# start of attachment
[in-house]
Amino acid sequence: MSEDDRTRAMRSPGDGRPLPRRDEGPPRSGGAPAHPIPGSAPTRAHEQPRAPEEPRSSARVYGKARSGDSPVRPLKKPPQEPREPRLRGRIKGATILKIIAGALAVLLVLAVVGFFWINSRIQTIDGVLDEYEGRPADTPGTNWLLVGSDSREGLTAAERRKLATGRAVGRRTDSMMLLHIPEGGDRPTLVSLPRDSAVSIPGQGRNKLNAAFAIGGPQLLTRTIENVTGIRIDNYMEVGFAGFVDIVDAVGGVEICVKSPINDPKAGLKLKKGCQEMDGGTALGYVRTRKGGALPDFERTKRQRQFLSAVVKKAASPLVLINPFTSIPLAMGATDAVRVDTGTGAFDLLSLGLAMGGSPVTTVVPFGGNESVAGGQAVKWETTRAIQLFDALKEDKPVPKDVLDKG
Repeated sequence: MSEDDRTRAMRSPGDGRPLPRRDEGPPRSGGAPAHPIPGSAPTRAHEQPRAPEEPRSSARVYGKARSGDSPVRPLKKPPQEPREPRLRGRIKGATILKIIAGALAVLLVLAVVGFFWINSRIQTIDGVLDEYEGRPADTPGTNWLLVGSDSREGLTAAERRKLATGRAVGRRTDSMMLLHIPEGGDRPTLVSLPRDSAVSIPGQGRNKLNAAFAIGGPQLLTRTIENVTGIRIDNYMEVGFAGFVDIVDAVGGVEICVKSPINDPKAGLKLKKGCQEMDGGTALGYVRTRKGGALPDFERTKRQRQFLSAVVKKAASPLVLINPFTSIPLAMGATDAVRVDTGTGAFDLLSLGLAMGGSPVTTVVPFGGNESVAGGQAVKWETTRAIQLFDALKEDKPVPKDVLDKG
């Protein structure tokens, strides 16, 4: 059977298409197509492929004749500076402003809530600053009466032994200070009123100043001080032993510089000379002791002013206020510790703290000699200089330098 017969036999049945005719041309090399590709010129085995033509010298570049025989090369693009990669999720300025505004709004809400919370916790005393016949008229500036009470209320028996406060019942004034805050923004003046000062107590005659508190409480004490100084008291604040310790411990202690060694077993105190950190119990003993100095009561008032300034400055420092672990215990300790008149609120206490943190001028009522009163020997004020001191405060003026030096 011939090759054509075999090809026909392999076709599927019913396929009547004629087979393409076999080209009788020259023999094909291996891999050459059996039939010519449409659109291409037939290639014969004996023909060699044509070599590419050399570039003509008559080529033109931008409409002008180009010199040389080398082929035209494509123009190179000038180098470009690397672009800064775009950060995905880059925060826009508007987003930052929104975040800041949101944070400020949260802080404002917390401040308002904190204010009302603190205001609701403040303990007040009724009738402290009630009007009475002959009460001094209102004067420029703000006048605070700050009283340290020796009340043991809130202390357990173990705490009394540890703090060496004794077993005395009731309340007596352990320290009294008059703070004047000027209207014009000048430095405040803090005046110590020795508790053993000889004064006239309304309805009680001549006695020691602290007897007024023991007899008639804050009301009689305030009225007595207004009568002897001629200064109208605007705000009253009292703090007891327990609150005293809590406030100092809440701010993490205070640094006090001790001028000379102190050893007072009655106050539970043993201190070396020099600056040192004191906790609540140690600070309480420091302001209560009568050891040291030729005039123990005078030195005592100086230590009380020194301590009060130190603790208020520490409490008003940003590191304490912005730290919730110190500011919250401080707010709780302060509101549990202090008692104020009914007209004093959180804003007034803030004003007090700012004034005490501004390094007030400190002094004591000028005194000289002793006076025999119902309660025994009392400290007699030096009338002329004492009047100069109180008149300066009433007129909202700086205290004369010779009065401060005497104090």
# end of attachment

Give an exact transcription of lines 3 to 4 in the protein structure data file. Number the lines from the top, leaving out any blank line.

Repeated sequence: MSEDDRTRAMRSPGDGRPLPRRDEGPPRSGGAPAHPIPGSAPTRAHEQPRAPEEPRSSARVYGKARSGDSPVRPLKKPPQEPREPRLRGRIKGATILKIIAGALAVLLVLAVVGFFWINSRIQTIDGVLDEYEGRPADTPGTNWLLVGSDSREGLTAAERRKLATGRAVGRRTDSMMLLHIPEGGDRPTLVSLPRDSAVSIPGQGRNKLNAAFAIGGPQLLTRTIENVTGIRIDNYMEVGFAGFVDIVDAVGGVEICVKSPINDPKAGLKLKKGCQEMDGGTALGYVRTRKGGALPDFERTKRQRQFLSAVVKKAASPLVLINPFTSIPLAMGATDAVRVDTGTGAFDLLSLGLAMGGSPVTTVVPFGGNESVAGGQAVKWETTRAIQLFDALKEDKPVPKDVLDKG
């Protein structure tokens, strides 16, 4: 059977298409197509492929004749500076402003809530600053009466032994200070009123100043001080032993510089000379002791002013206020510790703290000699200089330098 017969036999049945005719041309090399590709010129085995033509010298570049025989090369693009990669999720300025505004709004809400919370916790005393016949008229500036009470209320028996406060019942004034805050923004003046000062107590005659508190409480004490100084008291604040310790411990202690060694077993105190950190119990003993100095009561008032300034400055420092672990215990300790008149609120206490943190001028009522009163020997004020001191405060003026030096 011939090759054509075999090809026909392999076709599927019913396929009547004629087979393409076999080209009788020259023999094909291996891999050459059996039939010519449409659109291409037939290639014969004996023909060699044509070599590419050399570039003509008559080529033109931008409409002008180009010199040389080398082929035209494509123009190179000038180098470009690397672009800064775009950060995905880059925060826009508007987003930052929104975040800041949101944070400020949260802080404002917390401040308002904190204010009302603190205001609701403040303990007040009724009738402290009630009007009475002959009460001094209102004067420029703000006048605070700050009283340290020796009340043991809130202390357990173990705490009394540890703090060496004794077993005395009731309340007596352990320290009294008059703070004047000027209207014009000048430095405040803090005046110590020795508790053993000889004064006239309304309805009680001549006695020691602290007897007024023991007899008639804050009301009689305030009225007595207004009568002897001629200064109208605007705000009253009292703090007891327990609150005293809590406030100092809440701010993490205070640094006090001790001028000379102190050893007072009655106050539970043993201190070396020099600056040192004191906790609540140690600070309480420091302001209560009568050891040291030729005039123990005078030195005592100086230590009380020194301590009060130190603790208020520490409490008003940003590191304490912005730290919730110190500011919250401080707010709780302060509101549990202090008692104020009914007209004093959180804003007034803030004003007090700012004034005490501004390094007030400190002094004591000028005194000289002793006076025999119902309660025994009392400290007699030096009338002329004492009047100069109180008149300066009433007129909202700086205290004369010779009065401060005497104090």